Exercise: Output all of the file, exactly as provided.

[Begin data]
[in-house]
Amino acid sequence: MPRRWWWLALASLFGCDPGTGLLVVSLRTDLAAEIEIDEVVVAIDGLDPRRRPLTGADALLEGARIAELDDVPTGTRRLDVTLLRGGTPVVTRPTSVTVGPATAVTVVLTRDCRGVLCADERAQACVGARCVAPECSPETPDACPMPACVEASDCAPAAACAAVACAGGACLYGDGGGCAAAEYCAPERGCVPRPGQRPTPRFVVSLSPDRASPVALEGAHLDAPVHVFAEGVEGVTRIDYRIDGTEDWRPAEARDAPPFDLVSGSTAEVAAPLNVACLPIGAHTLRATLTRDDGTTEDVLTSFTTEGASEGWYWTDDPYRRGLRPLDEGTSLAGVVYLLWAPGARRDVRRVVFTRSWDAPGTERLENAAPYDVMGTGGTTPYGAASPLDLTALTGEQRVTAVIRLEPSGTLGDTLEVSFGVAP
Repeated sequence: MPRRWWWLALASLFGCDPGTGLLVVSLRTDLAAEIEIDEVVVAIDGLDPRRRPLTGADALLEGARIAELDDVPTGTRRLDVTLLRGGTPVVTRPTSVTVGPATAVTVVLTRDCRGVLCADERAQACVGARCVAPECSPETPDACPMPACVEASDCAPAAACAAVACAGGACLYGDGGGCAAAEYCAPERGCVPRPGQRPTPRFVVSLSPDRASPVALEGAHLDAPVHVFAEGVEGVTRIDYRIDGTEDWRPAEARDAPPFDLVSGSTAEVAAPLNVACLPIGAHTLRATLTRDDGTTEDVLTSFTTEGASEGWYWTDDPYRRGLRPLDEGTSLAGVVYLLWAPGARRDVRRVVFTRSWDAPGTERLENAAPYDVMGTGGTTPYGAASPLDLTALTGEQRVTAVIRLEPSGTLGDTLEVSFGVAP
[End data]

[in-house]
Amino acid sequence: MPRRWWWLALASLFGCDPGTGLLVVSLRTDLAAEIEIDEVVVAIDGLDPRRRPLTGADALLEGARIAELDDVPTGTRRLDVTLLRGGTPVVTRPTSVTVGPATAVTVVLTRDCRGVLCADERAQACVGARCVAPECSPETPDACPMPACVEASDCAPAAACAAVACAGGACLYGDGGGCAAAEYCAPERGCVPRPGQRPTPRFVVSLSPDRASPVALEGAHLDAPVHVFAEGVEGVTRIDYRIDGTEDWRPAEARDAPPFDLVSGSTAEVAAPLNVACLPIGAHTLRATLTRDDGTTEDVLTSFTTEGASEGWYWTDDPYRRGLRPLDEGTSLAGVVYLLWAPGARRDVRRVVFTRSWDAPGTERLENAAPYDVMGTGGTTPYGAASPLDLTALTGEQRVTAVIRLEPSGTLGDTLEVSFGVAP
Repeated sequence: MPRRWWWLALASLFGCDPGTGLLVVSLRTDLAAEIEIDEVVVAIDGLDPRRRPLTGADALLEGARIAELDDVPTGTRRLDVTLLRGGTPVVTRPTSVTVGPATAVTVVLTRDCRGVLCADERAQACVGARCVAPECSPETPDACPMPACVEASDCAPAAACAAVACAGGACLYGDGGGCAAAEYCAPERGCVPRPGQRPTPRFVVSLSPDRASPVALEGAHLDAPVHVFAEGVEGVTRIDYRIDGTEDWRPAEARDAPPFDLVSGSTAEVAAPLNVACLPIGAHTLRATLTRDDGTTEDVLTSFTTEGASEGWYWTDDPYRRGLRPLDEGTSLAGVVYLLWAPGARRDVRRVVFTRSWDAPGTERLENAAPYDVMGTGGTTPYGAASPLDLTALTGEQRVTAVIRLEPSGTLGDTLEVSFGVAP